In the depths of addiction, when prescription opioids become difficult and expensive to procure, people start turning to heroin to fill the void. Now, a new opioid is wreaking havoc and causing overdoses throughout the nation: Fentanyl, a synthetic opioid, is 50-100 times more potent than morphine and 25-50 times more potent from heroin. Sadly, its presence is spiking, and so are its death tolls.
Tens of thousands of people die each year from opioids, and another 8,000 from heroin Though it’s not clear exactly how many people are dying from fentanyl overdoses each day, the numbers are growing significantly. Fetanyl is especially dangerous because it is sometimes mixed with heroin or cocaine, without the buyer’s knowledge.
“Fentanyl is always mixed into something else. So you’re putting a lot of trust in your dealer. If you make a batch with just a little more, then you see overdose increases in spots in the city.”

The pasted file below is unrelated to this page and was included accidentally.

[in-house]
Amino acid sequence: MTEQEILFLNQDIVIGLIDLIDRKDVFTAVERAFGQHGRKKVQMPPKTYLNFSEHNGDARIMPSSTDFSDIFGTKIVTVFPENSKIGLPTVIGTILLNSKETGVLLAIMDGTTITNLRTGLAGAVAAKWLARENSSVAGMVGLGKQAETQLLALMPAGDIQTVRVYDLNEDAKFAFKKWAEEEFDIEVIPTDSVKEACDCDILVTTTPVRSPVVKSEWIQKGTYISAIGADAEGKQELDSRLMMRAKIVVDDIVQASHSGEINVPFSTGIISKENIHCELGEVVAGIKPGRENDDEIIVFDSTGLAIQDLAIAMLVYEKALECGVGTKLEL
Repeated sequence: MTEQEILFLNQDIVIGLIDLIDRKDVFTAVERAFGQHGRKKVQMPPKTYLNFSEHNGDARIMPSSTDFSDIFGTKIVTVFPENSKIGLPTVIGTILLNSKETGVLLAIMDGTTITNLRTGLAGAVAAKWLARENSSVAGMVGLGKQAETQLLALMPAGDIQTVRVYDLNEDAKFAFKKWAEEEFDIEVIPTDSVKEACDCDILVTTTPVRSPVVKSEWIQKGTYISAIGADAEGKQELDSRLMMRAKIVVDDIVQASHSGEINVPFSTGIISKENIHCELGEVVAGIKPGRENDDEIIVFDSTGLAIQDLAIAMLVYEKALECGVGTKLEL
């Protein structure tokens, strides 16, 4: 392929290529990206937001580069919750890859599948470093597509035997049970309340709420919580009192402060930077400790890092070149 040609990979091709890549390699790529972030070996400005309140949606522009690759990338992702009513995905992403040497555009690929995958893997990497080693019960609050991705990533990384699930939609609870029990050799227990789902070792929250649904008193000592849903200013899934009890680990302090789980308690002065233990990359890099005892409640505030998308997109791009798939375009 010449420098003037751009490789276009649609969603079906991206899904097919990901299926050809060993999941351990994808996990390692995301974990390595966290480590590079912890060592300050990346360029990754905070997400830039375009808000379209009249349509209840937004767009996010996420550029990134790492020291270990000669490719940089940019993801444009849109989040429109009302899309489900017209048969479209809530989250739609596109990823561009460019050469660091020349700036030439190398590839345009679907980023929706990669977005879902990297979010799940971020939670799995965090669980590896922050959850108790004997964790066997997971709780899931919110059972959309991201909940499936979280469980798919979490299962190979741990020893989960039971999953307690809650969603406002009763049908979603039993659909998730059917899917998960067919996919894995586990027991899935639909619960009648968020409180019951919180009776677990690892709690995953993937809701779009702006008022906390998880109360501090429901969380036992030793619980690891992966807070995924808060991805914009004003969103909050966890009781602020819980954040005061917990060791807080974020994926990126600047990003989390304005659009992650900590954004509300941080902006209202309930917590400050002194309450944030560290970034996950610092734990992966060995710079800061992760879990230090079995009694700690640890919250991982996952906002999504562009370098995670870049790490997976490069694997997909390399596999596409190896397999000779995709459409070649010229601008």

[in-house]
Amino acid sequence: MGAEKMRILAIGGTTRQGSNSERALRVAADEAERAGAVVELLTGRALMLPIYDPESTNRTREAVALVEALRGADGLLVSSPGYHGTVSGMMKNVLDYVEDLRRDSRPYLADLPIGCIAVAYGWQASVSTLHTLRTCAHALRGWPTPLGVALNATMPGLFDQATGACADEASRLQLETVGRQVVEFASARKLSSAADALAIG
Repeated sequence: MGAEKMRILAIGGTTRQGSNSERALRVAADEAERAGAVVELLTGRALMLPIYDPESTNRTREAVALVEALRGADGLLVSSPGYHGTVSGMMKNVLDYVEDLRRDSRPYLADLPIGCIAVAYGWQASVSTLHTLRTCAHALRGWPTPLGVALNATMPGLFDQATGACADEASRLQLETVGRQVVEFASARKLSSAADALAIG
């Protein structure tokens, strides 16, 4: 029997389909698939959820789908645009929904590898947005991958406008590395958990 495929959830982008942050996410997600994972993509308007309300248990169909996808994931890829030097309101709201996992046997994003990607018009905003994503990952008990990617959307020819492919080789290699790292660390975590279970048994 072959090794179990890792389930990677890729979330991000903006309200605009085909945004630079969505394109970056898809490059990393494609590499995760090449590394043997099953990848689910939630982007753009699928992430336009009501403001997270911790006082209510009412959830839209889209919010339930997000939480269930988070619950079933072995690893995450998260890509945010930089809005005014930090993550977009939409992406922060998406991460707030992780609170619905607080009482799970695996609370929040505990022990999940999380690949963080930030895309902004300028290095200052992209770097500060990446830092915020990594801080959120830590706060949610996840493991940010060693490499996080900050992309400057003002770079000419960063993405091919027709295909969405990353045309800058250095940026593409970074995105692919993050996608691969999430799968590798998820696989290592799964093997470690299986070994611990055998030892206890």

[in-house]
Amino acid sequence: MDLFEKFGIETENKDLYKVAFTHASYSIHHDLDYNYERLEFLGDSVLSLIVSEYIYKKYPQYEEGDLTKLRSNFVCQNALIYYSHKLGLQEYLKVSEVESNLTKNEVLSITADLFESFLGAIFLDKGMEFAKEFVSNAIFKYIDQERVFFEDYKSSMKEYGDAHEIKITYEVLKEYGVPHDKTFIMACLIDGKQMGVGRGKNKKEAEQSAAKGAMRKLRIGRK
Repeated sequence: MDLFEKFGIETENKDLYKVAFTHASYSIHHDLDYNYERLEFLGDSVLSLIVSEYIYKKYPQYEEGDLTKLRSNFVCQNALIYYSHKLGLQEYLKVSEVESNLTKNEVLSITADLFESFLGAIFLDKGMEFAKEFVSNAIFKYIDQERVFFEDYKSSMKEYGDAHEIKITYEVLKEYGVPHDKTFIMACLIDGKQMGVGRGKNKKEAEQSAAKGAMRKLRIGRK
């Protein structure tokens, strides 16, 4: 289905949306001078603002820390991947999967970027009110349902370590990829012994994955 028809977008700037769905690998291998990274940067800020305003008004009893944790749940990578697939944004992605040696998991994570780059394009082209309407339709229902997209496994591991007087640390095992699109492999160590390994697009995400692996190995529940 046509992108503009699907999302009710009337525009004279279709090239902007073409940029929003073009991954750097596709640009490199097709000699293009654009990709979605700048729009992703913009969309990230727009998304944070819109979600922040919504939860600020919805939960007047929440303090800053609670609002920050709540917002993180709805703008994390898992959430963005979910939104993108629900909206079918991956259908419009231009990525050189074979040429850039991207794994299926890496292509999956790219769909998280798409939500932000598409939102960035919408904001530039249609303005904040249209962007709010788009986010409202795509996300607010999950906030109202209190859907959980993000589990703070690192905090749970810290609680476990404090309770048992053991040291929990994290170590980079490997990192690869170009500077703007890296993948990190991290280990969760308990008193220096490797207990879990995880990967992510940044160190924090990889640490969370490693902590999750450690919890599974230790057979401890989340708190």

There is no real difference in the way fentanyl works on the brain from other opioids. It crosses the blood-brain barrier, and binds the brains opioid receptors, creating analgesia and euphoria. The difference is that fentanyl binds more quickly, and is therefore very euphoric. It also takes less of the drug to drug to get an equal high—meaning its more lethal at lower doses than heroin.
Fentanyl also produces a number of other effects–nausea, vomiting, analgesia, sedation and respiratory depression among them, according to drugabuse.gov. It can also causes death via respiratory arrest.
Source: Forbes, Pulse Headlines